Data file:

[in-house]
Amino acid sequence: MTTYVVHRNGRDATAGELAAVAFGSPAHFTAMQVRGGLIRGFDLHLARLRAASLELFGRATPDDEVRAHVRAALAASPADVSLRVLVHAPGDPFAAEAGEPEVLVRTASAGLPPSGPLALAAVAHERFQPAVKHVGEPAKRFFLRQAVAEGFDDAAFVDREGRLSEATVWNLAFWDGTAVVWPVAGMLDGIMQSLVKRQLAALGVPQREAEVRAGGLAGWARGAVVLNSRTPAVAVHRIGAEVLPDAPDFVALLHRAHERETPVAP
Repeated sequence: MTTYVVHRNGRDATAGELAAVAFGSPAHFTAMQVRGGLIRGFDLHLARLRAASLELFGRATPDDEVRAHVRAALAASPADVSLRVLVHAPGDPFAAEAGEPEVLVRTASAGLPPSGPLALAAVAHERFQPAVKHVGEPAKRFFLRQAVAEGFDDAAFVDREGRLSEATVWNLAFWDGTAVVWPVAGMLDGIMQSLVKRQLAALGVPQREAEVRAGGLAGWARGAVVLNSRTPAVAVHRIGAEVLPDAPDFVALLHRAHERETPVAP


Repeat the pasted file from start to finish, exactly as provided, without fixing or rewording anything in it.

[in-house]
Amino acid sequence: MTTYVVHRNGRDATAGELAAVAFGSPAHFTAMQVRGGLIRGFDLHLARLRAASLELFGRATPDDEVRAHVRAALAASPADVSLRVLVHAPGDPFAAEAGEPEVLVRTASAGLPPSGPLALAAVAHERFQPAVKHVGEPAKRFFLRQAVAEGFDDAAFVDREGRLSEATVWNLAFWDGTAVVWPVAGMLDGIMQSLVKRQLAALGVPQREAEVRAGGLAGWARGAVVLNSRTPAVAVHRIGAEVLPDAPDFVALLHRAHERETPVAP
Repeated sequence: MTTYVVHRNGRDATAGELAAVAFGSPAHFTAMQVRGGLIRGFDLHLARLRAASLELFGRATPDDEVRAHVRAALAASPADVSLRVLVHAPGDPFAAEAGEPEVLVRTASAGLPPSGPLALAAVAHERFQPAVKHVGEPAKRFFLRQAVAEGFDDAAFVDREGRLSEATVWNLAFWDGTAVVWPVAGMLDGIMQSLVKRQLAALGVPQREAEVRAGGLAGWARGAVVLNSRTPAVAVHRIGAEVLPDAPDFVALLHRAHERETPVAP